Britain has come to a complete standstill from early hours of Tuesday as thousands of rail workers have started an industrial action, leaving the rail network running with a skeleton service, while the country’s airports have already been paralyzed for more than a month due to staff shortages.
The strike by the Rail, Maritime and Transport (RMT) union, the biggest action the UK has seen in the past 30 years, will see three days of walkouts on Tuesday, Thursday and Saturday this week.
The first of the walkouts has come into action as 40,000 union members have stopped working from the early hours of Tuesday. Many train operators in England, Scotland and Wales have canceled most of the trains.
The action went ahead as the RMT and the government failed to reach an agreement over wages on Monday afternoon.
“The RMT national executive committee has now found both sets of proposals (from Network Rail and from the train operating companies) to be unacceptable and it is now confirmed that the strike action scheduled this week will go ahead,” Mick Lynch, the RMT general secretary, said in a statement.
“It is clear that the Tory government, after slashing £4 billion of funding from the National Rail and Transport for London, has now actively prevented a settlement to this dispute,” he said.
The rail companies “have now proposed pay rates that are massively under the relevant rates of inflation,” Lynch said, adding the “companies are also seeking to implement thousands of job cuts and have failed to give any guarantee against compulsory redundancies.”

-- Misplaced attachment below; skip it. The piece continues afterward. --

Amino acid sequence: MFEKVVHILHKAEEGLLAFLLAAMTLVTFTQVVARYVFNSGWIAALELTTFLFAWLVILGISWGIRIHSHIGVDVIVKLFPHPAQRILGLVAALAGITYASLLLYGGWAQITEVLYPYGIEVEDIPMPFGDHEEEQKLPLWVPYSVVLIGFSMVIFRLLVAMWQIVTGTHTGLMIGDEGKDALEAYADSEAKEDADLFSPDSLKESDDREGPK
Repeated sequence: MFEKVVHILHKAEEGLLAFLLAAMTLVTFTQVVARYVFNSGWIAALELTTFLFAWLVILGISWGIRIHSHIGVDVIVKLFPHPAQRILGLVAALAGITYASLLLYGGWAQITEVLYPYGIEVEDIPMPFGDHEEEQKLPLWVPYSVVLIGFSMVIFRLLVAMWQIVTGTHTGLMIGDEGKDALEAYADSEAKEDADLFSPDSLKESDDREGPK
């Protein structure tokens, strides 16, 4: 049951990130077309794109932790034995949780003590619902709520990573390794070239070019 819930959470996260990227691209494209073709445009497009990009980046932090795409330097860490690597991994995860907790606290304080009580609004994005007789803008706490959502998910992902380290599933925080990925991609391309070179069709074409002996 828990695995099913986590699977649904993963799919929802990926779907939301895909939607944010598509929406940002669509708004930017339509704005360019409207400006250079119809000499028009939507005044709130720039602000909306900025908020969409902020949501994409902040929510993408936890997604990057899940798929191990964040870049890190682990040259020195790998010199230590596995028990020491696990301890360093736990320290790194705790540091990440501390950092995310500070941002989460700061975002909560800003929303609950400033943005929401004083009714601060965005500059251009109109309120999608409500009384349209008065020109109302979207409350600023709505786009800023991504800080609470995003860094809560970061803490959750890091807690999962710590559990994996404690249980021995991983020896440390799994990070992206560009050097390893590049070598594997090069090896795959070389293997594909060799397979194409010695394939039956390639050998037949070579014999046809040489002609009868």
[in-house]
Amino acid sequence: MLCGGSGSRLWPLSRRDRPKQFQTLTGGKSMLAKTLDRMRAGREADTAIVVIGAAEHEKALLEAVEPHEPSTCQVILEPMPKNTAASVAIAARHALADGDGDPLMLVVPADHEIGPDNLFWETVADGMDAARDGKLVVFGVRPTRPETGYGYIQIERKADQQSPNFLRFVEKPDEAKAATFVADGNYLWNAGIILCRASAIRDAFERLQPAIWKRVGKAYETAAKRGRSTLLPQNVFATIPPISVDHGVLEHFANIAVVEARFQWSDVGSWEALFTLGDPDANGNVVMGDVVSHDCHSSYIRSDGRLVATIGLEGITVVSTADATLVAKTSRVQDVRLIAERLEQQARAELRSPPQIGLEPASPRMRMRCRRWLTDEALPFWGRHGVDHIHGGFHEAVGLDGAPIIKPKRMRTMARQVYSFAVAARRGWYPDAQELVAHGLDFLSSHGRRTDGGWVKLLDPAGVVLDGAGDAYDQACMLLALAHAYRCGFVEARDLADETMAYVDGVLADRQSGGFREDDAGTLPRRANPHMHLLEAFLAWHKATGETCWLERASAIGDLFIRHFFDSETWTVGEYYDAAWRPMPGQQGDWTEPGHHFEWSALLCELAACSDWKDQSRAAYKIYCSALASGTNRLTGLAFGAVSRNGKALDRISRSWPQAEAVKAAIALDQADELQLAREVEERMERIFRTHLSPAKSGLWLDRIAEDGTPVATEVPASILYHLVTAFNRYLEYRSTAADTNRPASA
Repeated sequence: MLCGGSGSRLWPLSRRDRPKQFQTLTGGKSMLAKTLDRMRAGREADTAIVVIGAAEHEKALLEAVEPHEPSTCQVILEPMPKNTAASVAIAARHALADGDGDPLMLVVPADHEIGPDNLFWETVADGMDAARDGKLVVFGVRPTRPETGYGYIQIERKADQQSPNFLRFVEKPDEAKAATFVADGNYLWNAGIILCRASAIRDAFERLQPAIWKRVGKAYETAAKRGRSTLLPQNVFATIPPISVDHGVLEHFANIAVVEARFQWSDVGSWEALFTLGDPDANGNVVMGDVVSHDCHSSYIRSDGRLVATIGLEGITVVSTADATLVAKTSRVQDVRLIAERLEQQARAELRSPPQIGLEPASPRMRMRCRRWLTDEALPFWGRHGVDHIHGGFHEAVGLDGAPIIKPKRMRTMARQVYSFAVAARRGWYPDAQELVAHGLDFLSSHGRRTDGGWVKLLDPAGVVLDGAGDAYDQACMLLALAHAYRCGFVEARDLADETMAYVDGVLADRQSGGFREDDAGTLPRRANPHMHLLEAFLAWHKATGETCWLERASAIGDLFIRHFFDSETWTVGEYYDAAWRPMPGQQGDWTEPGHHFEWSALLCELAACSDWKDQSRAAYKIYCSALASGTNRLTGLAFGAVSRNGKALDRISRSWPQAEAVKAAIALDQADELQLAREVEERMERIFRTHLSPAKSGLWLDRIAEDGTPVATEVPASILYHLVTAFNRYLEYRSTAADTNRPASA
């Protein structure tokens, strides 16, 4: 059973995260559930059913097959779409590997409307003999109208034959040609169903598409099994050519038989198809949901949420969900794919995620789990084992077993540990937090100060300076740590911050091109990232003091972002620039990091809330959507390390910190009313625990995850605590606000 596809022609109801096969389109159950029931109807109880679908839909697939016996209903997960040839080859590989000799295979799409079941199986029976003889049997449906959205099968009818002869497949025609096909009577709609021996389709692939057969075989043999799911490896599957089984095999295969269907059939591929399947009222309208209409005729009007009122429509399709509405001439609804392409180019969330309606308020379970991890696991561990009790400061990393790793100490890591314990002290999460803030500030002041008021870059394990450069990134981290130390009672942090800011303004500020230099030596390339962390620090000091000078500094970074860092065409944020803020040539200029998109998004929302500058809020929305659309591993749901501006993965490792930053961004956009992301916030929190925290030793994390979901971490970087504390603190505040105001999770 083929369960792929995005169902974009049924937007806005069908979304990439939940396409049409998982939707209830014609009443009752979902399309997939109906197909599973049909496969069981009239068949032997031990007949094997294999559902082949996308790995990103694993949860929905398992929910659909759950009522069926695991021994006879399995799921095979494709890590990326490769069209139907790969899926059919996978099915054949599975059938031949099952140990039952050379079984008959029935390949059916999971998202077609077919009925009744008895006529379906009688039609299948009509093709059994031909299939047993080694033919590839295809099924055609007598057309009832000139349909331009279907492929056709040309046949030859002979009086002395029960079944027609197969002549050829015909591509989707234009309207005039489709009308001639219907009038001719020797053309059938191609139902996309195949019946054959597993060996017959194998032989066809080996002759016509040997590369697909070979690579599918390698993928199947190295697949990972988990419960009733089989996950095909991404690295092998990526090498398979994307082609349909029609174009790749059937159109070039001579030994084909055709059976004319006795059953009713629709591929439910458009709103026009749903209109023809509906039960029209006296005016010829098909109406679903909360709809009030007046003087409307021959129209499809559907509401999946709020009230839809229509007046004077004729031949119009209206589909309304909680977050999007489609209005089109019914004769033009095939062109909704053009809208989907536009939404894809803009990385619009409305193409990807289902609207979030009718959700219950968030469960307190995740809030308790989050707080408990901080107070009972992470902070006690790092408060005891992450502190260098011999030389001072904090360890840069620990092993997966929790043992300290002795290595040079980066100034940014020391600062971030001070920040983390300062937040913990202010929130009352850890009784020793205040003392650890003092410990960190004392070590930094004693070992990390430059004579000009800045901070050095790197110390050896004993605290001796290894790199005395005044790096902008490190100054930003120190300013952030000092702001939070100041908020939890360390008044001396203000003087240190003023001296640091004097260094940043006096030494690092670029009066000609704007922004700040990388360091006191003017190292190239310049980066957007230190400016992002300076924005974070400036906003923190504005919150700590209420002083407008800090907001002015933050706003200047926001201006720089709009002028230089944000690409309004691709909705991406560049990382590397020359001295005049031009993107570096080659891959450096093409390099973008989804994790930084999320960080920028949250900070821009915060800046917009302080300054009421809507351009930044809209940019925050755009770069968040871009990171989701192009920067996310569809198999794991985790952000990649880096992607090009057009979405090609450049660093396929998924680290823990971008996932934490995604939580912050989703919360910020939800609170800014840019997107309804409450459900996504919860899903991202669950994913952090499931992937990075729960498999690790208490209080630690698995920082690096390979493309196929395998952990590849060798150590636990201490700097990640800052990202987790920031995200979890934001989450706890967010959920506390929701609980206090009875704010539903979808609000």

He accused the government ministers as the lastminute talks failed.
“For those that have no choice but to come in, it will be extremely difficult tomorrow and I think the public will understandably want to know why they are being put in this position,” said a statement from Prime Minister Boris Johnson's spokesman.
“We believe we are seeking to offer a fair and reasonable pay rise and modernise the railway services for the long term, and we need to get rid of some of these outdated rules and procedures, some of which have not been updated for decades and which don’t serve the public.”
The London’s metro service is also almost completely shut on Tuesday, as 10,000 workers walked out alongside the action by the rail workers.
Most of the London Underground will be closed on the same days as the rail workers are striking. The service is not be expected be on its 100% until next Monday.
Thousands of commuters will rely on their own vehicles, buses and other means of transport, or many of them will work from home to avoid the chaos in the city.
The situation in the UK airports, which is caused by the lack of luggage handlers, is not getting any better, on top of the industrial action.
Heathrow Airport, the biggest airport in the country, has asked air companies to cancel 10% of their flights as the baggage that cannot be handled causes backlog on flights, and thousands of people see their flights canceled at the last minute.
The situation is similar in Gatwick, Stansted, Liverpool, and Bristol airports.
Easyjet, a UK budget airline, said it was canceling as many as half of its flights planned for the summer.
Many baggage handlers preferred not to go back to their work after the COVID-19 pandemic restrictions and lockdowns during which most of them were asked not to work as no flights were leaving or landing for long months in 2020 and 2021.